After Near-Death Experience, Passengers of Southwest Flight 1380 May Face PTSD
- April 19, 2018
- Personal Injury
The passengers on Southwest Airlines Flight 1380 spent 20 agonizing minutes bracing themselves for what many of them thought would be their death. Amid dangling oxygen masks and swirling debris, many tried desperately to connect to the plane’s Wi-Fi system to send loved ones their goodbyes. Many prayed.
The 144 passengers and five crew members aboard the Dallas-bound flight were only 20 minutes into a four-hour flight when the left engine exploded after a fan blade broke off. One woman, a mother of two and a Wells Fargo executive from Albuquerque, suffered blunt trauma from the explosion and was later pronounced dead at a hospital.
The harrowing accounts from passengers illustrate the chaos and terror on board. Few of us can imagine experiencing such a traumatic event, but even those casually familiar with post-traumatic stress disorder (PTSD) can understand why these passengers will need significant counseling to cope with the psychological fallout of the incident.
When someone has a near-death experience, they typically suffer a serious psychological injury in the form of PTSD. While many people have likely heard about the condition in the context of soldiers and war zones, it’s something that people also suffer in more common situations, like vehicle accidents or assaults.
Incidents like a car crash can last only a few seconds, but the imprint left on a person’s mind can last for several years and take an incredible toll on a sufferer. Flashbacks, nightmares and frightening thoughts might emerge in the months that followed the incident, though it’s not unusual for these symptoms to occur years later. People with PTSD can experience several consequences, including anxiety, mood swings, changes in common routines and a tendency to re-experience the symptoms they felt during the initial incident.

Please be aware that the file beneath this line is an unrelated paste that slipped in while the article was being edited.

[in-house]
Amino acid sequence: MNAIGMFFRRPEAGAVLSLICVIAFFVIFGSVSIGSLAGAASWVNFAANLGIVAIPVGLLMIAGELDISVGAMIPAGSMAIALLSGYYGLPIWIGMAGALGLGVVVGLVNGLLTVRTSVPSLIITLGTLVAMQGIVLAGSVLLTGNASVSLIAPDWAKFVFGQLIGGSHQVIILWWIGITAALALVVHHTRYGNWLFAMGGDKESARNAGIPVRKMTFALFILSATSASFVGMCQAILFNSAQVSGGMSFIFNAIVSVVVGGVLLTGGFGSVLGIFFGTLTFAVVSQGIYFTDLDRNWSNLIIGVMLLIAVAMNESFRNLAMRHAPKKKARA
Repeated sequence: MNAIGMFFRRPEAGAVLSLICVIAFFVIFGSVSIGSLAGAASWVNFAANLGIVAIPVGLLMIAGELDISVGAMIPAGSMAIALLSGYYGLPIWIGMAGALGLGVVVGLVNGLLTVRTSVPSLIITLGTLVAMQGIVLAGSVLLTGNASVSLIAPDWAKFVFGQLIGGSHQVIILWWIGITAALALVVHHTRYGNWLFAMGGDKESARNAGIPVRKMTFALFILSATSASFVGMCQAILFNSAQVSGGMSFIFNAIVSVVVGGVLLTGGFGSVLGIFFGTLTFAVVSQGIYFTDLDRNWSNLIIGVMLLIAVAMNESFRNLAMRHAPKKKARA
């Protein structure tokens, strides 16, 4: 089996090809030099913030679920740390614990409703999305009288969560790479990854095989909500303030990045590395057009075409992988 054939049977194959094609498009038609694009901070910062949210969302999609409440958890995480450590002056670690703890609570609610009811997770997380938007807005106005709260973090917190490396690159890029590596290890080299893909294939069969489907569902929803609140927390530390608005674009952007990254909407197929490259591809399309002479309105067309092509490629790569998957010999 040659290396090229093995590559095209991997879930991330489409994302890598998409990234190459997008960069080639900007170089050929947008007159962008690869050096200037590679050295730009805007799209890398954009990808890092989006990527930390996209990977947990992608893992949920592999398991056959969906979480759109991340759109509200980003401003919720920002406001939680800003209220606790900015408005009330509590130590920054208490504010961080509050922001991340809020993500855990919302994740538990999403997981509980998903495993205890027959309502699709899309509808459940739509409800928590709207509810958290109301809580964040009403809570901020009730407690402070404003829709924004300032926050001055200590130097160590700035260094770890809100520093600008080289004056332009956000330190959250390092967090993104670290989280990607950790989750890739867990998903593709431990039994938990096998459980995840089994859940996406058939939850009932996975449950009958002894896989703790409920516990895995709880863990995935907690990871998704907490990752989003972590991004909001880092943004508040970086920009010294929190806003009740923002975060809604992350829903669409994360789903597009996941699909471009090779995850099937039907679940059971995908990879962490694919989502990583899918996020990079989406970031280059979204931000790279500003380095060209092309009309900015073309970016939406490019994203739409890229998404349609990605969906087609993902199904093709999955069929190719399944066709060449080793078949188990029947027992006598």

Immediate counseling and treatment are vital to prevent the condition from becoming more permanent.
The longer someone goes without getting help, the greater the risk of long-term consequences.
Imagine 20 Minutes of Terror
Brief traumatic moments can lead to PTSD. If you’ve ever been in a vehicle crash, you might be familiar with how terrifying those moments can be and what kind of impact they can have on your mind. Now imagine a full 20 minutes of panic, experiencing such an intense episode of stress that it pushes our mind’s capacity to cope.
The fact that someone died in this incident makes it a tragedy. Had it not been for the composure of the pilots, Captain Tammie Jo Shults and First Officer Darren Ellisor, Southwest Flight 1380 would have been an even bigger disaster.
The incident raises questions that regulators, airlines and safety advocates will be discussing for weeks and months to come. Most notably, there’s the issue of inspections and why an engine would have exploded after being cleared by a visual inspection only two days earlier. Southwest Airlines, along with every other airline, needs to learn from this incident to ensure it isn’t repeated.
The airline is also responsible for ensuring that the survivors of this flight are tended to. In addition to the tragic death and serious injuries, the passengers all suffered severe psychological trauma. We hope that Southwest takes that fact seriously and offers their passengers everything they need to cope with the consequences.
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